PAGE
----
"On these figures he has little chance of winning a UK election with his Scottish power base facing meltdown."
The findings also gave Labour leader Ed Miliband a negative satisfaction rating of 56%.
Reacting to the Ipsos Mori poll, Scottish Labour leadership contender Jim Murphy said: "I sense that a lot of the fieldwork in this poll is being taken at a horrible moment for the Scottish Labour Party which is reflecting itself in this poll.
"I'm confident we can get this back. Of course it shows how much work we have to do but I think one of the things it does tell us is the period of self harm in the Scottish Labour Party has got to come to an end.
"The idea that you see your opponents inside your own party, worse still you see your enemies inside your own party, that's an old style of politics that the voters hate."
The YouGov poll for the Times newspaper put the SNP on 43%, a result which was calculated to give them 47 seats.
The Conservatives and Liberal Democrats would both have a single seat in Scotland, according to the YouGov poll.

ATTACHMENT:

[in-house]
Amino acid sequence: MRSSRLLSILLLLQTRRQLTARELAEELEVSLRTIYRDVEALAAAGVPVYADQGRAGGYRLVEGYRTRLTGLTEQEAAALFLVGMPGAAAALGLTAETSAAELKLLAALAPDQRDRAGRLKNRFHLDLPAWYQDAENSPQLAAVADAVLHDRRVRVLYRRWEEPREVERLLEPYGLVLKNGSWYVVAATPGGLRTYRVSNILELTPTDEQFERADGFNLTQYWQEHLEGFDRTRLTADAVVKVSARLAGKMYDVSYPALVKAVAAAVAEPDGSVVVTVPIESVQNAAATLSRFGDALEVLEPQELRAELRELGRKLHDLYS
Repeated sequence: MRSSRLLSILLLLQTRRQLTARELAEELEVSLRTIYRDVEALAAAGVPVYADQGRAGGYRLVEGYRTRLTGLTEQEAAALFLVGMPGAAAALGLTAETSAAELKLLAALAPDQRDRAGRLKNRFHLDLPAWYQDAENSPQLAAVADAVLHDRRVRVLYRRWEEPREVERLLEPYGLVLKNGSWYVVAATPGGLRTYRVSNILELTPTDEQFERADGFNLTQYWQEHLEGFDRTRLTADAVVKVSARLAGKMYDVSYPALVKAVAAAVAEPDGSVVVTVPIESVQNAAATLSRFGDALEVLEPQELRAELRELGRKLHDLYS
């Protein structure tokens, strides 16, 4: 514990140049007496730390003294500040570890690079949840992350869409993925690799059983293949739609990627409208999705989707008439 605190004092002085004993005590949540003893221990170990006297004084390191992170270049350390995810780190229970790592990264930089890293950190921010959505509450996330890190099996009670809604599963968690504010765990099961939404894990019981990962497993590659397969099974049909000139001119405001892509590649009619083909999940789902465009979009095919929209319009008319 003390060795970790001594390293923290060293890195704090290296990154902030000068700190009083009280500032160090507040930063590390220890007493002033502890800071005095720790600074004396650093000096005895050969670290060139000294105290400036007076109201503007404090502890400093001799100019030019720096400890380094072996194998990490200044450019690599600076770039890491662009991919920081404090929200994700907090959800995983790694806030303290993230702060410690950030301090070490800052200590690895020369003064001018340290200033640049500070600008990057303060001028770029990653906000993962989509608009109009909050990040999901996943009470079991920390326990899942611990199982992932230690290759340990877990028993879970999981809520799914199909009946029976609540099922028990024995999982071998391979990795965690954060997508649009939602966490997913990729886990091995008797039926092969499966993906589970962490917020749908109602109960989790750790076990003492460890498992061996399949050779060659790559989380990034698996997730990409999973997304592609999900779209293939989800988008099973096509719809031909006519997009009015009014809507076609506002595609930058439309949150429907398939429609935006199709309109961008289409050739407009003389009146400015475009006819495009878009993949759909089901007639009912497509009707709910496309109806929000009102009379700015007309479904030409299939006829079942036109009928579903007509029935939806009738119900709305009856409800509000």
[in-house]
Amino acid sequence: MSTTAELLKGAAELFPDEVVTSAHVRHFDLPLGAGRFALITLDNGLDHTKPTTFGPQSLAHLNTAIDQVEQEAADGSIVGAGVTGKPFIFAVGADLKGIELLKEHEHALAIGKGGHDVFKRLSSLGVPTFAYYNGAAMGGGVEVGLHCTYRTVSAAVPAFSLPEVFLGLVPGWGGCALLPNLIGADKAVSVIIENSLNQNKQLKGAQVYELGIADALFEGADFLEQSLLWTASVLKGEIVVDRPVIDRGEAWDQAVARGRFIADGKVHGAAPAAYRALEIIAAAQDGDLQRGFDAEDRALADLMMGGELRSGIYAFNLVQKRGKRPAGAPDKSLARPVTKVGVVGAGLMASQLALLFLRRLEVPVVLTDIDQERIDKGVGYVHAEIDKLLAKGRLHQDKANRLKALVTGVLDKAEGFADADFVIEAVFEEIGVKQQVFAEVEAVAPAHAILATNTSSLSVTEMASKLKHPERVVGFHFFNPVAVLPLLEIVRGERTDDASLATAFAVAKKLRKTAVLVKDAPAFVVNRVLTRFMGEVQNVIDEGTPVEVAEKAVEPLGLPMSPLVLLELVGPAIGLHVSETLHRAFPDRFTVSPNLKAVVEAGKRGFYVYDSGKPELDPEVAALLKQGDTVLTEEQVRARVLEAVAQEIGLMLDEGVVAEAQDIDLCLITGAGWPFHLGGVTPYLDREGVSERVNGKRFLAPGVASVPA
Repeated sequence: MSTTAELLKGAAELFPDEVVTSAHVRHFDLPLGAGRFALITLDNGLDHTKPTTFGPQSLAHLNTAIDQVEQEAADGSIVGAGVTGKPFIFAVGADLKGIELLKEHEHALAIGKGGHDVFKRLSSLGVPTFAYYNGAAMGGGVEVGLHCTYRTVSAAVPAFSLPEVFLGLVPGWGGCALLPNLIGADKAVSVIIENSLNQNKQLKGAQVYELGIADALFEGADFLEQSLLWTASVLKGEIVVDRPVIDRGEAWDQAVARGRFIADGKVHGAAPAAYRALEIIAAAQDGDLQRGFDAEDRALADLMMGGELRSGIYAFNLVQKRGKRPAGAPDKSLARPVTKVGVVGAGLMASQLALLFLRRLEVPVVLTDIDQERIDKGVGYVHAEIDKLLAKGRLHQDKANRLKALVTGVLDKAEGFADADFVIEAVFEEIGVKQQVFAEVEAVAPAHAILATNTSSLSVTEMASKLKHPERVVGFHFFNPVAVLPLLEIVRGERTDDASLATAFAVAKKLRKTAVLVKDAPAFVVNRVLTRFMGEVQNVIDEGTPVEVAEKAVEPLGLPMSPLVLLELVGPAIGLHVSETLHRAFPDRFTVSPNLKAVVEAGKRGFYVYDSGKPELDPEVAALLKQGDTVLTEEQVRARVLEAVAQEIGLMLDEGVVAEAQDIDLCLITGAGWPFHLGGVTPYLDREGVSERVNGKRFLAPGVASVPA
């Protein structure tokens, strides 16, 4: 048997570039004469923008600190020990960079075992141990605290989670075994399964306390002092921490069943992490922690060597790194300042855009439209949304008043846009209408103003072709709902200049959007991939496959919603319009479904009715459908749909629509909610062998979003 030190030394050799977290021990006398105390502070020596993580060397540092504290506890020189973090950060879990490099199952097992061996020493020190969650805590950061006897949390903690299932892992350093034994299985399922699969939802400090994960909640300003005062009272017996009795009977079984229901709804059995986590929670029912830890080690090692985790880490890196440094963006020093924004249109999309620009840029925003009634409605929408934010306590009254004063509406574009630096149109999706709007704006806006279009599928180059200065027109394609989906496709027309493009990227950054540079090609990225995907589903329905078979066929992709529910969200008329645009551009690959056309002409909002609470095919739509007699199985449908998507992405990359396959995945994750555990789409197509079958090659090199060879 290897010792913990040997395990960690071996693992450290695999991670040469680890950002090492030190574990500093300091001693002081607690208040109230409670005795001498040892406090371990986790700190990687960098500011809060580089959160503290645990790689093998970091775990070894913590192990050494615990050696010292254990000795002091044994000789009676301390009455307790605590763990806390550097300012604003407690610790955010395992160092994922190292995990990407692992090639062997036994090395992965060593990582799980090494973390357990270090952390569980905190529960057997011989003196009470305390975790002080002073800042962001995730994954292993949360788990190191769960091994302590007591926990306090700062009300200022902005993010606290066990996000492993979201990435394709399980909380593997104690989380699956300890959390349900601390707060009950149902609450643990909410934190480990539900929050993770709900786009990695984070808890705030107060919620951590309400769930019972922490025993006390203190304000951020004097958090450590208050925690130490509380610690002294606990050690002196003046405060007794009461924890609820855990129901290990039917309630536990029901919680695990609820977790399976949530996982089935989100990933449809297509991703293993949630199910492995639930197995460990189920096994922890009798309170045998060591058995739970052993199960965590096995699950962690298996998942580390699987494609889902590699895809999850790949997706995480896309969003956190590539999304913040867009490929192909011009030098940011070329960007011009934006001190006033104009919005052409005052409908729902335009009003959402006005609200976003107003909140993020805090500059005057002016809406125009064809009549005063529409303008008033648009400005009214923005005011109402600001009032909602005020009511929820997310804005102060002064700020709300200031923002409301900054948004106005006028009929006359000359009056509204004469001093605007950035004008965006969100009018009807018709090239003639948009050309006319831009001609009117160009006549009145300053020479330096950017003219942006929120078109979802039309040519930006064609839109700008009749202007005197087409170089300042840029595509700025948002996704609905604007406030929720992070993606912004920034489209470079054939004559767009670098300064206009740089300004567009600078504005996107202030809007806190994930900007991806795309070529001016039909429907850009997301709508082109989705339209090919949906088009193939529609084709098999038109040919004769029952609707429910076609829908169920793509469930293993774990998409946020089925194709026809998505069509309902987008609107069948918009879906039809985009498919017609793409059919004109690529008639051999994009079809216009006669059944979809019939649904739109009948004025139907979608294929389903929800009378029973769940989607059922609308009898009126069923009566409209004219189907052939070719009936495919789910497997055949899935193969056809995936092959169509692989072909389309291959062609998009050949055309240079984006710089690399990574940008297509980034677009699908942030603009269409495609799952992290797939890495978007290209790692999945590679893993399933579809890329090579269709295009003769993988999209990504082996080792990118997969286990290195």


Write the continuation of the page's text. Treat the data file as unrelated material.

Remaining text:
Johann Lamont resigned on Friday with an attack on UK Labour colleagues, who she accused of treating Scotland as a "branch office".
One of the candidates standing to take over from her, Jim Murphy, launched his campaign on Thursday by pledging to end the streak of "losing Labour" in Scotland.
Mark Diffley, director of Ipsos Mori Scotland said: “The poll gives a further boost to the SNP ahead of their upcoming conference and the formal announcement of Nicola Sturgeon becoming the new First Minister.
"At the same time it will be particularly unwelcome news for the Labour party after a bruising period since the referendum, culminating in Johann Lamont’s resignation last week.
"They will hope that this represents a trough in public support and that their upcoming leadership contest will allow them to begin to regain some of the support they have lost.”
On Thursday evening, around 200 pro-independence campaigners staged a demonstration outside the hotel where Scottish Labour's gala dinner was taking place.
The protest aimed to highlight the plight of the most vulnerable in society and featured a food bank collection.
There was a strong police presence outside the Grand Central Hotel in Glasgow as Labour figures arrived for the dinner.